Reno in Washoe County, Nevada — The American Mountains (Southwest)
Grand Army of the Republic Cemetery
While friends and relatives of the soldiers maintained the cemetery well, years of neglect and vandalism followed in the twentieth century. Restoration began in 1963 by the Daughters of Union Veterans of the Civil War and other interested citizens of the Reno Area.
Among those buried here are members of the Nevada volunteers who served in their own state and neighboring areas of the West from 1861-1866.
Erected by State Historic Preservation Office. (Marker Number 79.)
Location. 39° 32.168′ N, 119° 49.192′ W. Marker is in Reno, Nevada, in Washoe County. Marker is at the intersection of Angel Street and West 10th Street, on the left when traveling north on Angel Street. Click for map. Marker is in this post office area: Reno NV 89503, United States of America.
Other nearby markers. At least 8 other markers are within walking distance of this marker. Grand Army of the Republic Memorial Tree (approx. 0.3 miles away); Mizpah Hotel (approx. 0.8 miles away); Reno's Beginning The Truckee River (approx. 0.8 miles away); Lake's Crossing (approx. 0.9 miles away); Frederick Joseph DeLongechamps (approx. 0.9 miles away); Site of Nevada’s First Public Library (approx. 0.9 miles away); The Reno Arch (approx. 0.9 miles away). Click for a list of all markers in Reno.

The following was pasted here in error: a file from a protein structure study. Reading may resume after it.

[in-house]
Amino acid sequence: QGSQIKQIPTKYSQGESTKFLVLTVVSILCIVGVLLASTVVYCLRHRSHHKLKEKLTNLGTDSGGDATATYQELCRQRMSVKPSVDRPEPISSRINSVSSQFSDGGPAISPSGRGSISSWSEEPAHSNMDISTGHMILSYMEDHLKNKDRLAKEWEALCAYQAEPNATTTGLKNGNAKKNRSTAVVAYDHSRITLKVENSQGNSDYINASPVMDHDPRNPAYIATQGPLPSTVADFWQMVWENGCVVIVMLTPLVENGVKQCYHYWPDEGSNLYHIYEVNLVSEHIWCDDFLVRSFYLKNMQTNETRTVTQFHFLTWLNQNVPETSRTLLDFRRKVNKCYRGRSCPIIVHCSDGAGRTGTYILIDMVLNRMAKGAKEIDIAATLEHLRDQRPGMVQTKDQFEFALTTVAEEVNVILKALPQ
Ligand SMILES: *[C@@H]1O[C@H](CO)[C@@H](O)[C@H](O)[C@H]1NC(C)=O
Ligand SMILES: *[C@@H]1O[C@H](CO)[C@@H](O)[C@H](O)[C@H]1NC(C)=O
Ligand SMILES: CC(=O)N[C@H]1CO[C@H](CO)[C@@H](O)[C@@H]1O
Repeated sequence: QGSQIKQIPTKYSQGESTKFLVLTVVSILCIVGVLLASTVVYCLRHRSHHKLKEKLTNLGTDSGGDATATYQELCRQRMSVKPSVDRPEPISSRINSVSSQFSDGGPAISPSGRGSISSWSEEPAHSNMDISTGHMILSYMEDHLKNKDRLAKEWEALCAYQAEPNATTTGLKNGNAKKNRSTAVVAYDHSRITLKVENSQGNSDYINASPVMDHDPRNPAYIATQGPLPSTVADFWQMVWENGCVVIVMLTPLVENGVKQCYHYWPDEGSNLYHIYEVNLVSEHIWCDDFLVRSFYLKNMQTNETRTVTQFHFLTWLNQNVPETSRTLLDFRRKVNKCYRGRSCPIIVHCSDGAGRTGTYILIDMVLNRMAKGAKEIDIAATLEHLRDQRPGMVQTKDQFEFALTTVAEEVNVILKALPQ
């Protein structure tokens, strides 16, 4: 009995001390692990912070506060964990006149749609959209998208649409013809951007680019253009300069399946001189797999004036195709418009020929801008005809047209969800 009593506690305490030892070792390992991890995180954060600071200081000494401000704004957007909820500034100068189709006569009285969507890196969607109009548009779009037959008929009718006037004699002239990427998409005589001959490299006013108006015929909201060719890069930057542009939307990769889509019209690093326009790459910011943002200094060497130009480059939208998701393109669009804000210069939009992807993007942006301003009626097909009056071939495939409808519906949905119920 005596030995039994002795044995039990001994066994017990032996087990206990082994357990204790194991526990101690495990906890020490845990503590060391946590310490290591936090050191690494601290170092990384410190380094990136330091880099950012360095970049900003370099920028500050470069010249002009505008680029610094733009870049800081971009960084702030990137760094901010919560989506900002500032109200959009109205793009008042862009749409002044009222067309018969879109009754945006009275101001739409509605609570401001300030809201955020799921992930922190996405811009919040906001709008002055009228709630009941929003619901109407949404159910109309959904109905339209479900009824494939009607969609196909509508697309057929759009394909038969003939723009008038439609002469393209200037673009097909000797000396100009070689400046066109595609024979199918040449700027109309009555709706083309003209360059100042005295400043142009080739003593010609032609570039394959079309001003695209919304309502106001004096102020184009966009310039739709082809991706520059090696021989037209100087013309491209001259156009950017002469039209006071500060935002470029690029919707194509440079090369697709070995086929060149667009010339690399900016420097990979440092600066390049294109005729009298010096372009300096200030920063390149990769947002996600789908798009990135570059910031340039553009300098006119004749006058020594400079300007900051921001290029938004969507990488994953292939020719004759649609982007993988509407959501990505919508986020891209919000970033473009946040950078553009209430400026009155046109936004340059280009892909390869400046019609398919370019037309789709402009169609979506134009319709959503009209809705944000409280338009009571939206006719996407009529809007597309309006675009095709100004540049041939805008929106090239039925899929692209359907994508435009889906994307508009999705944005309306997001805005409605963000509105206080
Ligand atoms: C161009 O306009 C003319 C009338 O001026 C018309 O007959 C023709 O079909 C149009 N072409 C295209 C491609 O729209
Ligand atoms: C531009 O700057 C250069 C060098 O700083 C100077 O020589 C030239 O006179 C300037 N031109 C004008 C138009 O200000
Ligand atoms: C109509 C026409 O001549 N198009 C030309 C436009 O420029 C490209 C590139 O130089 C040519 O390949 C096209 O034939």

Regarding Grand Army of the Republic Cemetery. The Grand Army of the Republic was founded in 1866 as a national fraternal organization composed of veterans of the Union Army, the Union Navy, the Union Marines and the Revenue Cutter Service who served in the American Civil War for the Federal forces.
Hundreds of local posts were formed, predominately in the North, but also a few in the South and West.
Categories. • Cemeteries & Burial Sites • Fraternal or Sororal Organizations • War, US Civil •
Credits. This page originally submitted on , by Alvis Hendley of San Francisco, California. This page has been viewed 164 times since then and 14 times this year. Photos: 1, 2, 3. submitted on , by Alvis Hendley of San Francisco, California. • Bernard Fisher was the editor who published this page. This page was last revised on June 16, 2016.